Wondering if there was someone/anyone there I missed.

Monday, September 5, 2011

Poetic License

An artist's freedom of expression has been loosely invoked the past several weeks in these shores. That artists can produce and write anything as an expression of artistic ideas has been a source of heated debates over media and social networking sites.

We had Mideo Cruz who desecrated an image of Jesus as a social commentary on how religious icons are used to worship the divine. Then came James Soriano, a student from Ateneo De Manila, a school known for its high scholastic standards, who with boldness proclaimed in a newspaper article that Filipino, our national language, is but a language of the street that one uses to communicate with the domestics.

To become an artist, it seems one has to be insensitive. To become an artist, one has to have the thick skin to brave criticisms. As an artist, one has to lose humanity to gain entrance to it. As an artist, one has to present reality in its basest form. But then what happens to art when all considerations are given to the artists' freedom? What happens to the audience of art when the artist cares only for his personal gratification and damn-you-all expressions?

If we have been up in virtual arms against the "works" of Mideo Cruz and James Soriano for their "slips," what do we say then to the critics from the other shores who find the works presented below as offensive?

The above photo shows rape and sexual abuse to be fashionable if you wear the right kind of brand: Calvin Klein Jeans. This ad was banned.

The above photos of 10-year-old girls with provocative glances which appeared in Vogue Magazine raised an uproar recently. Too young to be objectified. The critics ask, where is this world going?

This photo appears today at Yahoo. Domestic violence is cool, it seems to say. Are we justified to shout FOUL!?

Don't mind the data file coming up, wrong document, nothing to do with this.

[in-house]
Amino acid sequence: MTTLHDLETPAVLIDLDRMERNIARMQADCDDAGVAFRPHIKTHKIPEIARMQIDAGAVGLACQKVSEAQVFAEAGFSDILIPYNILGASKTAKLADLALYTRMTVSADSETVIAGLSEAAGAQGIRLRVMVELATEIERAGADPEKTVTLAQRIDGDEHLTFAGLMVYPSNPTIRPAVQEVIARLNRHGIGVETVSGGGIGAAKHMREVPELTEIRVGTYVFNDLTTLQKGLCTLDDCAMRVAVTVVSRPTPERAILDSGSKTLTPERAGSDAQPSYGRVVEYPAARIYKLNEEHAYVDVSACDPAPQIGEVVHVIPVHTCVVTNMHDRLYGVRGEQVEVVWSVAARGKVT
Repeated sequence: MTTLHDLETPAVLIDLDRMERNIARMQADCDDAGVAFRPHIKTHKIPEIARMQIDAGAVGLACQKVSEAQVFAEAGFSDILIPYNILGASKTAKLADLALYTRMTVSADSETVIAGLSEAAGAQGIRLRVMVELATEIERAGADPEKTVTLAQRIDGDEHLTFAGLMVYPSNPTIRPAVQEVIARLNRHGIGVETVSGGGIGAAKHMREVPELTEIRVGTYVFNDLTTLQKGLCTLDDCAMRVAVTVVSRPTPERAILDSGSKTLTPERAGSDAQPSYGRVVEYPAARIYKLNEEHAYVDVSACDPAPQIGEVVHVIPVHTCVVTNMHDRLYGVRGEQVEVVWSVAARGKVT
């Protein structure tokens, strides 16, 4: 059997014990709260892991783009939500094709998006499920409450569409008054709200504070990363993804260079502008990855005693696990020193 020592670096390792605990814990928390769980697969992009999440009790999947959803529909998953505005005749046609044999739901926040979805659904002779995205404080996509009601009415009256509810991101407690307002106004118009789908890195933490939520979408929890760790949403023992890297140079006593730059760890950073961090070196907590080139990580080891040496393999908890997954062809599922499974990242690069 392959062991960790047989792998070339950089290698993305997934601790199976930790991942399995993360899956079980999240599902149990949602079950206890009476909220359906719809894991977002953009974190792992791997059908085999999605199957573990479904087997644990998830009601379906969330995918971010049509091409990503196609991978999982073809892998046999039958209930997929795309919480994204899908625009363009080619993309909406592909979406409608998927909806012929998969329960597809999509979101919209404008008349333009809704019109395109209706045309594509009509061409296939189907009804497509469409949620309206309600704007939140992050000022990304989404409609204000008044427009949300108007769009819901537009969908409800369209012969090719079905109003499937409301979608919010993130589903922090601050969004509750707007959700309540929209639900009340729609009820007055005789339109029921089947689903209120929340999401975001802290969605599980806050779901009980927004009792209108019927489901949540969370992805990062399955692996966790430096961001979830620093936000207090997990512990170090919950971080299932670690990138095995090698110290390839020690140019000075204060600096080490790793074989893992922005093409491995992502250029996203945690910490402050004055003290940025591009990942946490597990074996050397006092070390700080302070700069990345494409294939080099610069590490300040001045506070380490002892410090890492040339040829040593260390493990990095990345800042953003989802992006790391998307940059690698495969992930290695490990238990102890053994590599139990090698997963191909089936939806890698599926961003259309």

Do I need to make a comment on the photo above?

Friday, September 2, 2011

MTV: Mars Tribute Valerie

Monday morning, August 29, I was looking forward to watching the live telecast of MTV VMA, it being a holiday. The day before, I checked the schedule over MTV Asia website where it announced that Singapore, Philippines, and Malaysia live telecast will be at 9 AM.

Five minutes after 9, I was infront of the TV surfing the channels. Honestly, I don't know our cable TV channel assignments. I never cared. I'm not a TV person. I rounded the whole 2 to 100 channels thrice but there was no MTV. There was MYX, but no MTV.

Then came my brother into the house. He is the music video guy in the family. So I asked the dude. And I got this for a reply: (Rolling his eyes) "Ano ka ba, Ate, nung isang taon pa walang MTV sa Pilipinas!"

Okay, that's sweet. How come I didn't get the memo?

As a teenager, I grew up infront of MTV when music videos meant something to the song for which it was made. Then music videos became experimental. An experiment on the best way to make you blind with awful visual effects. An experiment to find out what would make you puke first, sex or violence? So I quit watching.

These days, I heard that MTV is more thrash than music. That viewers are begging for the people behind the music channel to bring back the "M" in MTV. For in the past years, MTV has become "More Thrash (than) Videos."

Going back to MTV VMA. I'm a shameless Bruno Mars Twitter follower. At home, ours "is a sky full of lighters" where my nephews sing to "The Lazy Song" "Oh my God, this is great!" 24/7. It is therefore imperative that through Bruno Mars' tweet I found out about the MTV Video Music Awards night. And the cutie would be performing. It would be a treat for my nephews to see Bruno live.

But then again, MTV Pilipinas is dead. So I Googled for some live VMA streaming. Useless. I went to Twitter and there was a gold mine of links. Success!

What did I see? Bruno Mars came on to pay tribute to Amy Winehouse, the British music sensation who died of "yet to be determined cause" at age 27 last July. The same girl who took the song "Rehab" to the top of the charts worldwide. The same girl who admitted to having cocaine addiction and alcohol abuse. The same girl who signed up for the Forever 27 Club whose members include Kurt Cobain, Jimi Hendrix, and Jim Morrison who all died at the peak of their career at age 27.

And ladies and gentlemen, Bruno Mars, 25, the one giving the tribute is the same guy who has pleaded guilty of cocaine possession in Las Vegas. Good work, MTV!

Bruno Mars is my celebrity crush and I love him to destruction. I pray to God each night that the stigma of this cocaine incident will go away and what remain only are his musicality, creativity, sensitivity, and humanity.

There, written like a fan mail.

Bruno Mars singing "Valerie," one of Amy Winehouse's songs, at iHeartRadio in Las Vegas. Couldn't find a decent YT of the MTV VMA performance.

Amy Winehouse singing "Rehab" at the Late Show with David Letterman in 2007.